Jack Kerouac does not appear in a ton of mimeos. Unlike Burroughs and Ginsberg, Kerouac did not flood the little mag circuit with material. He liked to get paid. Kerouac appears most often in Beatitude. He also appears in Issue 34 of Floating Bear ("How to Meditate").
That does nto mean he was not tuned into the goings-on of the Mimeo Revolution. I was blown away at a New York Bookfair to see Kerouac's copy of, I think, Semina 2, inscribed by Berman to Kerouac. Michael McClure thought Kerouac would be interested in what Berman was doing and suggested Berman send Keroauc a copy.
The upcoming June 22 sale at Christie's shows that Kerouac was also on the Floating Bear mailing list. Here is the lot description:
[KEROUAC, Jack.] Eight issues of The Floating Bear. Together 84 pages, 4to, mimeographed sheets, each issue stapled at top left, a few with small closed tears at edges. Provenance: Jack Kerouac (mailing labels on wrappers).
KEROUAC'S COPIES OF A RARE ALTERNATIVE POETRY MAGAZINE, published by Leroi Jones (now Amiri Baraka) and Diane Di Prima, between 1961 and 1969. Thirty-seven issues appeared, we have eight that were mailed to Jack Kerouac over the course of 1961 and 1962 (numbers 2-4, 6, 8, 19 and 21, and one unnumbered issue). Floating Bear brought together New York Beats and members of the Black Mountain school. Contributions in these numbers include, "Beer for Breakfast," by Frank O'Hara, "Oblivion Calling," by Philip Guston, "Siege Poem," by Stan Persky, and "Edward Dorn in the News," by Robert Creeley. Other contributors include Charles Olson, Joel Oppenheimer, Peter Orlovsky and Allen Ginsberg. There were also reviews of recent books and New York cultural events.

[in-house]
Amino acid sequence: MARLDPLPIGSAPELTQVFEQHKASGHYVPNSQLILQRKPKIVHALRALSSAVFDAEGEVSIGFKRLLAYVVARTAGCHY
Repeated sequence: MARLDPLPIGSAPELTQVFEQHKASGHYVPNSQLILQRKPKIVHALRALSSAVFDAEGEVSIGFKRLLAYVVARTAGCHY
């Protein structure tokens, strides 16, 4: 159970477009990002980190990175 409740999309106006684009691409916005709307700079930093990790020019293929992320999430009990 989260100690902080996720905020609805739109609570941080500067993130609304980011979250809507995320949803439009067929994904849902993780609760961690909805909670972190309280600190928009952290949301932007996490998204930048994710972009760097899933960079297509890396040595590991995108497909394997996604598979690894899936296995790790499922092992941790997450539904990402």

The magazine was never sold, merely distributed to subscribers who asked to be on the mailing list (Kerouac's move from Northport, Long Island, to Orlando, Florida is reflected in the changing address labels and Post Office forwarding notations). Its production costs were subsidized by Jones and Di Prima, and by reader contributions. One issue includes thanks "to all the people who helped the Bear buy its own mimeograph machine... Having bought the machine, we now have no money for paper & stamps..." (8)
The estimate is $5000-$7000. It will be interesting to see what this lot will bring. Currently, mimeos with mailing labels are generally not being aggressively priced as association copies. This auction may mark a new trend.